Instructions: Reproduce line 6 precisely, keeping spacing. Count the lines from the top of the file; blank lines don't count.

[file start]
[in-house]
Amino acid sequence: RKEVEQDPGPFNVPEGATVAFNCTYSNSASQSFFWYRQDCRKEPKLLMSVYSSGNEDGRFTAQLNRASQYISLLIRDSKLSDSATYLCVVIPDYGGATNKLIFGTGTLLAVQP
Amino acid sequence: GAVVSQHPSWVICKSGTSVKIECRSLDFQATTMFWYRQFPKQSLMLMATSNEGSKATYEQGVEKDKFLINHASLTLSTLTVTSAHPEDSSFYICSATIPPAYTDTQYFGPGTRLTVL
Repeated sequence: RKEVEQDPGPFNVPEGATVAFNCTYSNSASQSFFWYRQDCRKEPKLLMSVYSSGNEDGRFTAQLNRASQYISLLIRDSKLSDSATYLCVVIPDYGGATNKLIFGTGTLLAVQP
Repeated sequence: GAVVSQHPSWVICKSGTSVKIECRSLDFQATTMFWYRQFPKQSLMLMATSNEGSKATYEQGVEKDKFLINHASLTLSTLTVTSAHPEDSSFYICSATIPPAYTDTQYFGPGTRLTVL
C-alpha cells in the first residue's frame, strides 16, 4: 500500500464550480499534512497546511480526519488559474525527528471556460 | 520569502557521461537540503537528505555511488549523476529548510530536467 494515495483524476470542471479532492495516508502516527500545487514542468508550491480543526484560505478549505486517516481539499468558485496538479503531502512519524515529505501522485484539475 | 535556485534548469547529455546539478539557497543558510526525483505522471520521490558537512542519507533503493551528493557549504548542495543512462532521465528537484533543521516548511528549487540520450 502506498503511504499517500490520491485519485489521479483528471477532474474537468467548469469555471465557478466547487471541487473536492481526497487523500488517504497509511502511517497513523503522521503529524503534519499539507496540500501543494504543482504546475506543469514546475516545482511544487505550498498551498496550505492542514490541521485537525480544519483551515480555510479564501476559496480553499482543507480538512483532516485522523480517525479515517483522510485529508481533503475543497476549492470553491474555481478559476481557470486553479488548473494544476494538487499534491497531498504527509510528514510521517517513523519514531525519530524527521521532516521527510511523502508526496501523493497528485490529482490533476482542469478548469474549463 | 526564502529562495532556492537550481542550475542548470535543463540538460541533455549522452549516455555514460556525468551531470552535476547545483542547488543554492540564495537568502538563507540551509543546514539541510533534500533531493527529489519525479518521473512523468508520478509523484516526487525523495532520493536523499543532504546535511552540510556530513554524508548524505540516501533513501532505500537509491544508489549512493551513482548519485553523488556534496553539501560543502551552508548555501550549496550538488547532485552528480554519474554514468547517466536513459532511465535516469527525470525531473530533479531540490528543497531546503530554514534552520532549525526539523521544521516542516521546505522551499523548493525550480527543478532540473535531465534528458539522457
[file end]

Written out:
C-alpha cells in the first residue's frame, strides 16, 4: 500500500464550480499534512497546511480526519488559474525527528471556460 | 520569502557521461537540503537528505555511488549523476529548510530536467 494515495483524476470542471479532492495516508502516527500545487514542468508550491480543526484560505478549505486517516481539499468558485496538479503531502512519524515529505501522485484539475 | 535556485534548469547529455546539478539557497543558510526525483505522471520521490558537512542519507533503493551528493557549504548542495543512462532521465528537484533543521516548511528549487540520450 502506498503511504499517500490520491485519485489521479483528471477532474474537468467548469469555471465557478466547487471541487473536492481526497487523500488517504497509511502511517497513523503522521503529524503534519499539507496540500501543494504543482504546475506543469514546475516545482511544487505550498498551498496550505492542514490541521485537525480544519483551515480555510479564501476559496480553499482543507480538512483532516485522523480517525479515517483522510485529508481533503475543497476549492470553491474555481478559476481557470486553479488548473494544476494538487499534491497531498504527509510528514510521517517513523519514531525519530524527521521532516521527510511523502508526496501523493497528485490529482490533476482542469478548469474549463 | 526564502529562495532556492537550481542550475542548470535543463540538460541533455549522452549516455555514460556525468551531470552535476547545483542547488543554492540564495537568502538563507540551509543546514539541510533534500533531493527529489519525479518521473512523468508520478509523484516526487525523495532520493536523499543532504546535511552540510556530513554524508548524505540516501533513501532505500537509491544508489549512493551513482548519485553523488556534496553539501560543502551552508548555501550549496550538488547532485552528480554519474554514468547517466536513459532511465535516469527525470525531473530533479531540490528543497531546503530554514534552520532549525526539523521544521516542516521546505522551499523548493525550480527543478532540473535531465534528458539522457